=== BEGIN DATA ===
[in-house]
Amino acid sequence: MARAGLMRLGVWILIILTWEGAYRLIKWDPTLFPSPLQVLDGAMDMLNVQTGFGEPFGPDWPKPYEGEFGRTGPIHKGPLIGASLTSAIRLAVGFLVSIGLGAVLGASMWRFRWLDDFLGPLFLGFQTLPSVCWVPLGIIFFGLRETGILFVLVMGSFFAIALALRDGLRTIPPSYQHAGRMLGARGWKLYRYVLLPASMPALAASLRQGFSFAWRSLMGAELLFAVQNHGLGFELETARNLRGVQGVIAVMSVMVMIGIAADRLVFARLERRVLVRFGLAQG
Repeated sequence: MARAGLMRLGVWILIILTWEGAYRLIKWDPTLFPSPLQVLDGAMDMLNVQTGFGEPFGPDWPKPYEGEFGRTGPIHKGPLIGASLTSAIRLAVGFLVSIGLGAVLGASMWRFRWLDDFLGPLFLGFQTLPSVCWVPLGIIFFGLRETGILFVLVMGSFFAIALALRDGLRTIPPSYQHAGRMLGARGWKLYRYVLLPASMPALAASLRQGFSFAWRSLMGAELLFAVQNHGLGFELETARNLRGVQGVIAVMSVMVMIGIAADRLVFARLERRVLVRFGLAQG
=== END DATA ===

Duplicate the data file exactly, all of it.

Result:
[in-house]
Amino acid sequence: MARAGLMRLGVWILIILTWEGAYRLIKWDPTLFPSPLQVLDGAMDMLNVQTGFGEPFGPDWPKPYEGEFGRTGPIHKGPLIGASLTSAIRLAVGFLVSIGLGAVLGASMWRFRWLDDFLGPLFLGFQTLPSVCWVPLGIIFFGLRETGILFVLVMGSFFAIALALRDGLRTIPPSYQHAGRMLGARGWKLYRYVLLPASMPALAASLRQGFSFAWRSLMGAELLFAVQNHGLGFELETARNLRGVQGVIAVMSVMVMIGIAADRLVFARLERRVLVRFGLAQG
Repeated sequence: MARAGLMRLGVWILIILTWEGAYRLIKWDPTLFPSPLQVLDGAMDMLNVQTGFGEPFGPDWPKPYEGEFGRTGPIHKGPLIGASLTSAIRLAVGFLVSIGLGAVLGASMWRFRWLDDFLGPLFLGFQTLPSVCWVPLGIIFFGLRETGILFVLVMGSFFAIALALRDGLRTIPPSYQHAGRMLGARGWKLYRYVLLPASMPALAASLRQGFSFAWRSLMGAELLFAVQNHGLGFELETARNLRGVQGVIAVMSVMVMIGIAADRLVFARLERRVLVRFGLAQG